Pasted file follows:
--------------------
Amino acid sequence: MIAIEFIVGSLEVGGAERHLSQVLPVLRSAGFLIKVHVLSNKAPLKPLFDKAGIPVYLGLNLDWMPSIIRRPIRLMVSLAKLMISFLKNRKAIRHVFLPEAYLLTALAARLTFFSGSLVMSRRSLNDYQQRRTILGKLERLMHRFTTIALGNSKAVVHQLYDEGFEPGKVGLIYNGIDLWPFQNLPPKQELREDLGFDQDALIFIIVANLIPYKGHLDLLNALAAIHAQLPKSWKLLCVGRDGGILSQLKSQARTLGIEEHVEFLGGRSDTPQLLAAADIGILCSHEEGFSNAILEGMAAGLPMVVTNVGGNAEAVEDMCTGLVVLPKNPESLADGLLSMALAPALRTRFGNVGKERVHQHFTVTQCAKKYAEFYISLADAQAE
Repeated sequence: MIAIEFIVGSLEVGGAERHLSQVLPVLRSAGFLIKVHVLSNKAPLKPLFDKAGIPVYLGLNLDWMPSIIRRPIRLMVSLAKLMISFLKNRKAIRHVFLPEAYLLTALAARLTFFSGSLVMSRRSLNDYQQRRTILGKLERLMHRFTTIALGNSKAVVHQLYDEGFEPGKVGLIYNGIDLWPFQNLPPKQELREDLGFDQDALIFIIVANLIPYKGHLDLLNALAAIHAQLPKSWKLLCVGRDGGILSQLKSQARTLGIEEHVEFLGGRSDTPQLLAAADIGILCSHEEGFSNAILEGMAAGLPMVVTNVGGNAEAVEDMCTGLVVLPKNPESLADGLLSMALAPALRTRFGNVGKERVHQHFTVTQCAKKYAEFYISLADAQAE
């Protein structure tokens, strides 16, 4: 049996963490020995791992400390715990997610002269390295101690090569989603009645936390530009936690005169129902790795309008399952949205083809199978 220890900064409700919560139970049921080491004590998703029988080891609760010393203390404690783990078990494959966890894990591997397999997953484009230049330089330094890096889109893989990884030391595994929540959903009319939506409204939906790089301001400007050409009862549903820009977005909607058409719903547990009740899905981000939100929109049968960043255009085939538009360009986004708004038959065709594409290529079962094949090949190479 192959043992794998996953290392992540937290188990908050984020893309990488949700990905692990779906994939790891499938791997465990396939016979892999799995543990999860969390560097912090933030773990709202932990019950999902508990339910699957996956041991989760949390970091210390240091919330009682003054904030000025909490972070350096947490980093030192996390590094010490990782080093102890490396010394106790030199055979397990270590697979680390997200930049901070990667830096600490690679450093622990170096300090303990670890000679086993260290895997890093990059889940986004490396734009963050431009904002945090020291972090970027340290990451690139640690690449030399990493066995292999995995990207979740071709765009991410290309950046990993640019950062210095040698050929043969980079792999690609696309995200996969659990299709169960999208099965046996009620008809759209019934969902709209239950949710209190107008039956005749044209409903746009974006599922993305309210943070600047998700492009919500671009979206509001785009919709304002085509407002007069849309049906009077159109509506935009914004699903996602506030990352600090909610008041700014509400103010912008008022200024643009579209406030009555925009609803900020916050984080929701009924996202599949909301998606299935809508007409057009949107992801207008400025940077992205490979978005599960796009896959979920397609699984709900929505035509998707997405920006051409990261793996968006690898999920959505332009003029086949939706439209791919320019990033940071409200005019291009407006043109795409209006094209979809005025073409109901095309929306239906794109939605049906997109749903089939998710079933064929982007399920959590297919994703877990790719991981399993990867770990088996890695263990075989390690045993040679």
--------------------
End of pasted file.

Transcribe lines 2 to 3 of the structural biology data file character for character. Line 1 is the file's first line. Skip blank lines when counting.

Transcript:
Repeated sequence: MIAIEFIVGSLEVGGAERHLSQVLPVLRSAGFLIKVHVLSNKAPLKPLFDKAGIPVYLGLNLDWMPSIIRRPIRLMVSLAKLMISFLKNRKAIRHVFLPEAYLLTALAARLTFFSGSLVMSRRSLNDYQQRRTILGKLERLMHRFTTIALGNSKAVVHQLYDEGFEPGKVGLIYNGIDLWPFQNLPPKQELREDLGFDQDALIFIIVANLIPYKGHLDLLNALAAIHAQLPKSWKLLCVGRDGGILSQLKSQARTLGIEEHVEFLGGRSDTPQLLAAADIGILCSHEEGFSNAILEGMAAGLPMVVTNVGGNAEAVEDMCTGLVVLPKNPESLADGLLSMALAPALRTRFGNVGKERVHQHFTVTQCAKKYAEFYISLADAQAE
């Protein structure tokens, strides 16, 4: 049996963490020995791992400390715990997610002269390295101690090569989603009645936390530009936690005169129902790795309008399952949205083809199978 220890900064409700919560139970049921080491004590998703029988080891609760010393203390404690783990078990494959966890894990591997397999997953484009230049330089330094890096889109893989990884030391595994929540959903009319939506409204939906790089301001400007050409009862549903820009977005909607058409719903547990009740899905981000939100929109049968960043255009085939538009360009986004708004038959065709594409290529079962094949090949190479 192959043992794998996953290392992540937290188990908050984020893309990488949700990905692990779906994939790891499938791997465990396939016979892999799995543990999860969390560097912090933030773990709202932990019950999902508990339910699957996956041991989760949390970091210390240091919330009682003054904030000025909490972070350096947490980093030192996390590094010490990782080093102890490396010394106790030199055979397990270590697979680390997200930049901070990667830096600490690679450093622990170096300090303990670890000679086993260290895997890093990059889940986004490396734009963050431009904002945090020291972090970027340290990451690139640690690449030399990493066995292999995995990207979740071709765009991410290309950046990993640019950062210095040698050929043969980079792999690609696309995200996969659990299709169960999208099965046996009620008809759209019934969902709209239950949710209190107008039956005749044209409903746009974006599922993305309210943070600047998700492009919500671009979206509001785009919709304002085509407002007069849309049906009077159109509506935009914004699903996602506030990352600090909610008041700014509400103010912008008022200024643009579209406030009555925009609803900020916050984080929701009924996202599949909301998606299935809508007409057009949107992801207008400025940077992205490979978005599960796009896959979920397609699984709900929505035509998707997405920006051409990261793996968006690898999920959505332009003029086949939706439209791919320019990033940071409200005019291009407006043109795409209006094209979809005025073409109901095309929306239906794109939605049906997109749903089939998710079933064929982007399920959590297919994703877990790719991981399993990867770990088996890695263990075989390690045993040679």